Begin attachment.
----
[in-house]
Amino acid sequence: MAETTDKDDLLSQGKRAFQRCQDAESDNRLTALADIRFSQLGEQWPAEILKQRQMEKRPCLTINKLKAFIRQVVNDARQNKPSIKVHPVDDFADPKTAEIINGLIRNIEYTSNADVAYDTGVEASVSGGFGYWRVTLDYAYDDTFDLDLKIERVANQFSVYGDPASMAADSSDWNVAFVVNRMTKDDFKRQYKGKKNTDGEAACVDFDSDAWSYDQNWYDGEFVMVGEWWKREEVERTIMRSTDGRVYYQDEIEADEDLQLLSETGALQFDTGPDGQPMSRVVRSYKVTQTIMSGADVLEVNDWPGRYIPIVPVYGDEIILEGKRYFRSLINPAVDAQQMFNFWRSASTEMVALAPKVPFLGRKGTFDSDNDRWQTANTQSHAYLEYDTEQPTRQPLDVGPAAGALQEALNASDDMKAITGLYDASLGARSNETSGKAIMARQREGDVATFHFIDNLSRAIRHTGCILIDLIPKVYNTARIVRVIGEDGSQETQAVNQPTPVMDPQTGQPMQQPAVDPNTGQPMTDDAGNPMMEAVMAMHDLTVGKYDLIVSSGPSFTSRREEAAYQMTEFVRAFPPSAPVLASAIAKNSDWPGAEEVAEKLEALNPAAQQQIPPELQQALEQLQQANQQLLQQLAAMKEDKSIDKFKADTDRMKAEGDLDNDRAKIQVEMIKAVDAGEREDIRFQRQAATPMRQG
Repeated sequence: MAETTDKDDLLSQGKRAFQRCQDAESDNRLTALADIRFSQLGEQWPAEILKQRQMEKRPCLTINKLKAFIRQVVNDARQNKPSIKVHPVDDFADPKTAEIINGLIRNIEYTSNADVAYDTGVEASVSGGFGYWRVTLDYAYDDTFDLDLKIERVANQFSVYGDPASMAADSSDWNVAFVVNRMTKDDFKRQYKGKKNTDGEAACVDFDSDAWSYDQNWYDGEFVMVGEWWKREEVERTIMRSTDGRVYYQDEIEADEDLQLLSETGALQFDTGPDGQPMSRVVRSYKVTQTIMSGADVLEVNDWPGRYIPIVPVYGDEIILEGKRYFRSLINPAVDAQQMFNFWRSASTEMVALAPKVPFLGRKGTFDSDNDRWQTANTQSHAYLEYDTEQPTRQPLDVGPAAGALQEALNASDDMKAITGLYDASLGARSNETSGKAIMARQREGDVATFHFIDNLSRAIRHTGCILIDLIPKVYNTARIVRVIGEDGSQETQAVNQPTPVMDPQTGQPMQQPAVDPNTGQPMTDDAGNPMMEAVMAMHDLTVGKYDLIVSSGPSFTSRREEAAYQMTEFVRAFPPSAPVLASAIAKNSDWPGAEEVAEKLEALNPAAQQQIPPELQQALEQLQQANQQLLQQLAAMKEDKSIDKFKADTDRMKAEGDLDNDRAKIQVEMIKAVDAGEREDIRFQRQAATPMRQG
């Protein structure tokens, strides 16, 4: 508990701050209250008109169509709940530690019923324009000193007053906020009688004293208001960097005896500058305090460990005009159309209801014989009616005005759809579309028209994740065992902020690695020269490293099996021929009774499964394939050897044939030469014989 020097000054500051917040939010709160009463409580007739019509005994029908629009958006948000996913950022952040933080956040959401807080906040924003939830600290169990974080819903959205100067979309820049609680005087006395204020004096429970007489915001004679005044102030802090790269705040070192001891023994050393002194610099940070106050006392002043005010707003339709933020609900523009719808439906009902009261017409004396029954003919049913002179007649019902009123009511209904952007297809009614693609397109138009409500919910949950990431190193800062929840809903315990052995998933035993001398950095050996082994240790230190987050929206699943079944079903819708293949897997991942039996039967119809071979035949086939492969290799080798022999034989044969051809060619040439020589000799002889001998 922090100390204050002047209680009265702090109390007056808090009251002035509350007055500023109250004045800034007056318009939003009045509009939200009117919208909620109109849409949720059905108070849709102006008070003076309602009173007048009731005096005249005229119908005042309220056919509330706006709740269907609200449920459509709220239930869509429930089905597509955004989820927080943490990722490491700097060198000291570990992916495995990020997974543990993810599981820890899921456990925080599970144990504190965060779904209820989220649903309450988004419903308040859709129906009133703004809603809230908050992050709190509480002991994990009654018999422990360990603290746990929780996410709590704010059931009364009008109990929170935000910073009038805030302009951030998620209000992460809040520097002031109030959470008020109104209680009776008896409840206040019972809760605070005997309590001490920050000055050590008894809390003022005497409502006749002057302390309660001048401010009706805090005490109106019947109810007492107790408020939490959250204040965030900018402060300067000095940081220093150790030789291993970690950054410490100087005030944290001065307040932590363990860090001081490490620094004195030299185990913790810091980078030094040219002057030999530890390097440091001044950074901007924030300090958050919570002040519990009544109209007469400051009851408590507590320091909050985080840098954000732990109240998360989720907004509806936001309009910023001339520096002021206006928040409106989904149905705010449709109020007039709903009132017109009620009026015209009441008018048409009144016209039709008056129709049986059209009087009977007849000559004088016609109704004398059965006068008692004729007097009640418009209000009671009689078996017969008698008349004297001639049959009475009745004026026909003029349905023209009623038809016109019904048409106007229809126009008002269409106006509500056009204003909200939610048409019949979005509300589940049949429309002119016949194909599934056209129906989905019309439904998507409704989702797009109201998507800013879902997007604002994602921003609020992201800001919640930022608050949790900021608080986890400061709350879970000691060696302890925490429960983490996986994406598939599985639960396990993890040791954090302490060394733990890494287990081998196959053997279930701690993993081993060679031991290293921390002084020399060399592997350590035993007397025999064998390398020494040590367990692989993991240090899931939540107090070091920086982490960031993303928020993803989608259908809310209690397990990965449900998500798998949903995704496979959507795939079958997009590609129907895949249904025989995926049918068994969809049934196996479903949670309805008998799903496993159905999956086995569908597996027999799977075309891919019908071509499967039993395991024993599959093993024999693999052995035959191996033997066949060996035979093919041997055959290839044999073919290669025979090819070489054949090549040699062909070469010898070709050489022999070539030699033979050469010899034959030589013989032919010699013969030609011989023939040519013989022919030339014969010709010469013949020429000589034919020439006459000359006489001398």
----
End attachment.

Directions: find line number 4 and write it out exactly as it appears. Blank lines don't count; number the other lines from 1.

């Protein structure tokens, strides 16, 4: 508990701050209250008109169509709940530690019923324009000193007053906020009688004293208001960097005896500058305090460990005009159309209801014989009616005005759809579309028209994740065992902020690695020269490293099996021929009774499964394939050897044939030469014989 020097000054500051917040939010709160009463409580007739019509005994029908629009958006948000996913950022952040933080956040959401807080906040924003939830600290169990974080819903959205100067979309820049609680005087006395204020004096429970007489915001004679005044102030802090790269705040070192001891023994050393002194610099940070106050006392002043005010707003339709933020609900523009719808439906009902009261017409004396029954003919049913002179007649019902009123009511209904952007297809009614693609397109138009409500919910949950990431190193800062929840809903315990052995998933035993001398950095050996082994240790230190987050929206699943079944079903819708293949897997991942039996039967119809071979035949086939492969290799080798022999034989044969051809060619040439020589000799002889001998 922090100390204050002047209680009265702090109390007056808090009251002035509350007055500023109250004045800034007056318009939003009045509009939200009117919208909620109109849409949720059905108070849709102006008070003076309602009173007048009731005096005249005229119908005042309220056919509330706006709740269907609200449920459509709220239930869509429930089905597509955004989820927080943490990722490491700097060198000291570990992916495995990020997974543990993810599981820890899921456990925080599970144990504190965060779904209820989220649903309450988004419903308040859709129906009133703004809603809230908050992050709190509480002991994990009654018999422990360990603290746990929780996410709590704010059931009364009008109990929170935000910073009038805030302009951030998620209000992460809040520097002031109030959470008020109104209680009776008896409840206040019972809760605070005997309590001490920050000055050590008894809390003022005497409502006749002057302390309660001048401010009706805090005490109106019947109810007492107790408020939490959250204040965030900018402060300067000095940081220093150790030789291993970690950054410490100087005030944290001065307040932590363990860090001081490490620094004195030299185990913790810091980078030094040219002057030999530890390097440091001044950074901007924030300090958050919570002040519990009544109209007469400051009851408590507590320091909050985080840098954000732990109240998360989720907004509806936001309009910023001339520096002021206006928040409106989904149905705010449709109020007039709903009132017109009620009026015209009441008018048409009144016209039709008056129709049986059209009087009977007849000559004088016609109704004398059965006068008692004729007097009640418009209000009671009689078996017969008698008349004297001639049959009475009745004026026909003029349905023209009623038809016109019904048409106007229809126009008002269409106006509500056009204003909200939610048409019949979005509300589940049949429309002119016949194909599934056209129906989905019309439904998507409704989702797009109201998507800013879902997007604002994602921003609020992201800001919640930022608050949790900021608080986890400061709350879970000691060696302890925490429960983490996986994406598939599985639960396990993890040791954090302490060394733990890494287990081998196959053997279930701690993993081993060679031991290293921390002084020399060399592997350590035993007397025999064998390398020494040590367990692989993991240090899931939540107090070091920086982490960031993303928020993803989608259908809310209690397990990965449900998500798998949903995704496979959507795939079958997009590609129907895949249904025989995926049918068994969809049934196996479903949670309805008998799903496993159905999956086995569908597996027999799977075309891919019908071509499967039993395991024993599959093993024999693999052995035959191996033997066949060996035979093919041997055959290839044999073919290669025979090819070489054949090549040699062909070469010898070709050489022999070539030699033979050469010899034959030589013989032919010699013969030609011989023939040519013989022919030339014969010709010469013949020429000589034919020439006459000359006489001398």